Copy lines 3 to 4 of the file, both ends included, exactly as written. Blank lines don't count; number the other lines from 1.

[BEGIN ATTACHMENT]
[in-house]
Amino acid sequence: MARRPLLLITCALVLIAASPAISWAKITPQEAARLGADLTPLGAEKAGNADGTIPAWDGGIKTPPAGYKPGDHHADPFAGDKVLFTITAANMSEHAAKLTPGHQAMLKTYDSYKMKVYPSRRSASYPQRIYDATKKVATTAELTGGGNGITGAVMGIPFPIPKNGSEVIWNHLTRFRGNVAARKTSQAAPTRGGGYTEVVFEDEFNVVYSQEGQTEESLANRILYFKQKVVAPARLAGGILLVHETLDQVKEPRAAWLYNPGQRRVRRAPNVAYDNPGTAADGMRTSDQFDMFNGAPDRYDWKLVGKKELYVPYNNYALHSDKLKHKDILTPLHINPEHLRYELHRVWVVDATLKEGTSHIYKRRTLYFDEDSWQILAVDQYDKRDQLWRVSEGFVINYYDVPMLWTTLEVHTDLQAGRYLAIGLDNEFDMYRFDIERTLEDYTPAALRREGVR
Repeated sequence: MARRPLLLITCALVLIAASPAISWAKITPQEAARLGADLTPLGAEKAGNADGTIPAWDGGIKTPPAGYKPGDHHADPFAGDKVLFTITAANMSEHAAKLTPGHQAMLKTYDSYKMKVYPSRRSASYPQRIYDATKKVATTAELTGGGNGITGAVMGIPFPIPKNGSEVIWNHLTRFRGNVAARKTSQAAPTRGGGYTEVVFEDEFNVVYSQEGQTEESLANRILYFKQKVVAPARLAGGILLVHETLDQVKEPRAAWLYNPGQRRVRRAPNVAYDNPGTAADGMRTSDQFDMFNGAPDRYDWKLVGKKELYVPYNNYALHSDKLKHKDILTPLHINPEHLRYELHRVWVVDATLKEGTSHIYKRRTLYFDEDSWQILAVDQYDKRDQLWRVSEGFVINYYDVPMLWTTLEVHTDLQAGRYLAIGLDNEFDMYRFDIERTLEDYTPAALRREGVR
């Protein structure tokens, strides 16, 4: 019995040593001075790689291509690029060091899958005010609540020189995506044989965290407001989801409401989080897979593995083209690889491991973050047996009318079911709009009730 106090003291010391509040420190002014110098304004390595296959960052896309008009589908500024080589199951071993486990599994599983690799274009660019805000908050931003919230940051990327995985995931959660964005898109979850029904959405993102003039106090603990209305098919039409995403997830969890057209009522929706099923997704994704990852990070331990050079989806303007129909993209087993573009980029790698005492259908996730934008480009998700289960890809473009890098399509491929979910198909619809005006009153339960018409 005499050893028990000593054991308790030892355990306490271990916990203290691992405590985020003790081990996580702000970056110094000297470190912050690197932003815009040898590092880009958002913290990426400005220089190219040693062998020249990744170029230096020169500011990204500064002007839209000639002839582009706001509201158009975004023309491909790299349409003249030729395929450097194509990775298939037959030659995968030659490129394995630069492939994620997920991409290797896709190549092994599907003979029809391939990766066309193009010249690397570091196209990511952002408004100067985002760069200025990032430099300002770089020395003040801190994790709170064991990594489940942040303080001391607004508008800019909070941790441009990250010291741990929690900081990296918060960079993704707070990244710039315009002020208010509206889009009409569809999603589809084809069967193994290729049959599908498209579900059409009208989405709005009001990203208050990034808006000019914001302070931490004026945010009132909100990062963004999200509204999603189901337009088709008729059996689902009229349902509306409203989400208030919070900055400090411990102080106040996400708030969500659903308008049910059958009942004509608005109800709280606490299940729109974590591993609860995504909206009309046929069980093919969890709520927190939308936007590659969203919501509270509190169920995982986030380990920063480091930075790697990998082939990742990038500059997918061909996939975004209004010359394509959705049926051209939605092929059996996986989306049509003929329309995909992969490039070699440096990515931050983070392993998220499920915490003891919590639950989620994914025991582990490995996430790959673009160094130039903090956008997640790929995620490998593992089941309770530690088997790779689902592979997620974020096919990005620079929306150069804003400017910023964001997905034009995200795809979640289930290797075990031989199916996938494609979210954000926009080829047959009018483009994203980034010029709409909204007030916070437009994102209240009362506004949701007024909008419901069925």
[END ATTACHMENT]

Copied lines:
Repeated sequence: MARRPLLLITCALVLIAASPAISWAKITPQEAARLGADLTPLGAEKAGNADGTIPAWDGGIKTPPAGYKPGDHHADPFAGDKVLFTITAANMSEHAAKLTPGHQAMLKTYDSYKMKVYPSRRSASYPQRIYDATKKVATTAELTGGGNGITGAVMGIPFPIPKNGSEVIWNHLTRFRGNVAARKTSQAAPTRGGGYTEVVFEDEFNVVYSQEGQTEESLANRILYFKQKVVAPARLAGGILLVHETLDQVKEPRAAWLYNPGQRRVRRAPNVAYDNPGTAADGMRTSDQFDMFNGAPDRYDWKLVGKKELYVPYNNYALHSDKLKHKDILTPLHINPEHLRYELHRVWVVDATLKEGTSHIYKRRTLYFDEDSWQILAVDQYDKRDQLWRVSEGFVINYYDVPMLWTTLEVHTDLQAGRYLAIGLDNEFDMYRFDIERTLEDYTPAALRREGVR
């Protein structure tokens, strides 16, 4: 019995040593001075790689291509690029060091899958005010609540020189995506044989965290407001989801409401989080897979593995083209690889491991973050047996009318079911709009009730 106090003291010391509040420190002014110098304004390595296959960052896309008009589908500024080589199951071993486990599994599983690799274009660019805000908050931003919230940051990327995985995931959660964005898109979850029904959405993102003039106090603990209305098919039409995403997830969890057209009522929706099923997704994704990852990070331990050079989806303007129909993209087993573009980029790698005492259908996730934008480009998700289960890809473009890098399509491929979910198909619809005006009153339960018409 005499050893028990000593054991308790030892355990306490271990916990203290691992405590985020003790081990996580702000970056110094000297470190912050690197932003815009040898590092880009958002913290990426400005220089190219040693062998020249990744170029230096020169500011990204500064002007839209000639002839582009706001509201158009975004023309491909790299349409003249030729395929450097194509990775298939037959030659995968030659490129394995630069492939994620997920991409290797896709190549092994599907003979029809391939990766066309193009010249690397570091196209990511952002408004100067985002760069200025990032430099300002770089020395003040801190994790709170064991990594489940942040303080001391607004508008800019909070941790441009990250010291741990929690900081990296918060960079993704707070990244710039315009002020208010509206889009009409569809999603589809084809069967193994290729049959599908498209579900059409009208989405709005009001990203208050990034808006000019914001302070931490004026945010009132909100990062963004999200509204999603189901337009088709008729059996689902009229349902509306409203989400208030919070900055400090411990102080106040996400708030969500659903308008049910059958009942004509608005109800709280606490299940729109974590591993609860995504909206009309046929069980093919969890709520927190939308936007590659969203919501509270509190169920995982986030380990920063480091930075790697990998082939990742990038500059997918061909996939975004209004010359394509959705049926051209939605092929059996996986989306049509003929329309995909992969490039070699440096990515931050983070392993998220499920915490003891919590639950989620994914025991582990490995996430790959673009160094130039903090956008997640790929995620490998593992089941309770530690088997790779689902592979997620974020096919990005620079929306150069804003400017910023964001997905034009995200795809979640289930290797075990031989199916996938494609979210954000926009080829047959009018483009994203980034010029709409909204007030916070437009994102209240009362506004949701007024909008419901069925």